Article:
Saturday, June 2, 2012

A new farm bill may soon be passed.  And while we clearly need to protect our farmers, maaaaybe the priorities are a bit skewed:

Saturday, July 9, 2011

Tomato Question

Hi everyone,

I have a tomato question.  As you can see from the video, we're training the tomatoes to twine.  We use the neat little tomato clips.  To do that, you have to sucker them, which is basically, removing the growth between the main vine and the compound leaf (basically a side branch that is all leaves).  You can search online and find probably hundreds of posts and videos about suckering tomatoes.

Here's the trick - sometimes, the main vine 'splits' into two main vines.  Makes it real hard to pinch off a sucker when the sucker is half of the main vine.  Especially when the neither 'side' is dominant.  The fact that the plant is doing that, makes me also wonder if pinching (or cutting) off half of the main vine is a good idea.

What to do?  Of course I can leave it and hope that there are now just two main vines to deal with, albiet the extra twine and work that'll require.  Any other ideas?

Here are some pictures of what I'm talking about.  As you can see, there is no compound leaf (still thinking of the best word here) at the base of the split, which would mean that I missed a pinch-off:

Overdue Garden Update

Decided enough was enough.  Time to get some media online.

If a picture is worth a thousand words then a video... heck, depends on the frame rate but a lot.  Oh, the video is about a week old now.  Things have moved along quite nicely, especially the climbing trellis:

Saturday, April 16, 2011

beds beds beds

Well, it's time to make the beds.

We've got 50 tomato seedlings going (5 varieties), 10 squash (to be thinned to 5 when the plants get huge), 10 peppers, piles of basil.  And a few extra to thin for vigor.  Soon we'll be planting the next series.  We got a heating mat (4' by 2') for germination and now have 6 fluorescent lights going (using p-cord to raise and lower them).  While just about everything has germinated, we're using the heating mat to (hopefully) keep the little seedlings as happy as we can get.

I wonder how we're going to do it when the seedlings get big enough to transplant into bigger pots.  Seems like we'll need to at least double the amount of light.  Phew.  And Hmm.

The bed situation is quite interesting too.  As per Eliot Colman's suggestion, they're 30" wide.  That makes it easy to straddle them to work on them.  And there are plenty of garden carts that can ride the paths too, to help with harvesting.  We've made them 15' long, basically to fit into our yard as tetris-y as possible.  Who knows tho, huh?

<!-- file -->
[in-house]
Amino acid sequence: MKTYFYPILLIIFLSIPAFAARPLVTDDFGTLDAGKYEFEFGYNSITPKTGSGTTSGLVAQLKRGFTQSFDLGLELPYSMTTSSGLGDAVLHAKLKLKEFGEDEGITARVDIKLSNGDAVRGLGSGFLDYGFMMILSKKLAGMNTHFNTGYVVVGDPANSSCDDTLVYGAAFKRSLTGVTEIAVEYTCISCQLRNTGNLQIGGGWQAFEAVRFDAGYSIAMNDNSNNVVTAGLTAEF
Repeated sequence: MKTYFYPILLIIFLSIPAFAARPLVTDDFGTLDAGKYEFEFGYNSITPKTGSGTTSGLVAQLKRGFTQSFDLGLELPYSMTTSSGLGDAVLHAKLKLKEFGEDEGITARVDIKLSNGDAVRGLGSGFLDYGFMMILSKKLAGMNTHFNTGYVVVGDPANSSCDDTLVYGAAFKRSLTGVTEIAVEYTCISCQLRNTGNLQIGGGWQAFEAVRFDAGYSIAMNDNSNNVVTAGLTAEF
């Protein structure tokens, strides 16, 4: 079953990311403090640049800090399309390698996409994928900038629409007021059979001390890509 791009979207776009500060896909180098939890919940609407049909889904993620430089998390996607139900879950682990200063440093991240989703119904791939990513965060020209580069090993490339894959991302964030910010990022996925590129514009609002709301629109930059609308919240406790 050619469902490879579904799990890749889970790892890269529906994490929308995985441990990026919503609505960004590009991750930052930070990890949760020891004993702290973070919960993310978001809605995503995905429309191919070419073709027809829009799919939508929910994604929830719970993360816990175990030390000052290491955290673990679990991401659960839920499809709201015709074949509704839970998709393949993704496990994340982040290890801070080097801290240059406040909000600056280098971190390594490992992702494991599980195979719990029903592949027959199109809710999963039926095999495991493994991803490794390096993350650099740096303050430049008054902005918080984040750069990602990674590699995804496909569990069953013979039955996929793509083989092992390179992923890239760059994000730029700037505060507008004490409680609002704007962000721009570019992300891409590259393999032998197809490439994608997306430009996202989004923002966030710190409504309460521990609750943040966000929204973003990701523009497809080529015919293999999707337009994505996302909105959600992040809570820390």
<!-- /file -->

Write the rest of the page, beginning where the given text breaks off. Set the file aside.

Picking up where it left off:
One little trick - there seems to be an old french drain buried across a whole bunch of beds.  I'm guessing that because I'm finding shards of what looks like oooooold pipe.  And, of course, a spectacular amount of river rock.  It took me a few iterations but I've developed a system for getting the rock out, to a depth of 2'. Wire mesh over a wheelbarrow.  Screen out the rocks and save the decent soil (and smaller pebbles) that falls down.  It'll take a while, but when it'll be done, it'll really be done.  Umm...hopefully, that is.


Monday, March 21, 2011

New Menu!

That's right!  If you click the menu link above, it no longer takes you to "Fall 2010" but to the brand spankin' new "Spring 2011".  Take a peek!

Saturday, March 12, 2011

Garden Update

Since I'm in front of the machine...

So everything has been flour-sacked and leaf-mulched for a few weeks now.  I've begun the process of finding the best places for beds.  Had a nice epiphany while sitting with Maizie in the yard a little while back - every bed should be the same size. Sounds obvious now but with our very irregularly shaped growing area I was thinking we might have to get creative and tuck things into non-straight rows. There I go again, adding unneeded complexity.

Speaking of unneeded complexity, Anni and I aren't rushing in the least bit to get plants into the ground. Better to take it slow and do it right than to rush things and have to do a lot more. And since we'll eventually be having things growing year-round we'll just start planting when everything's ready. Phew.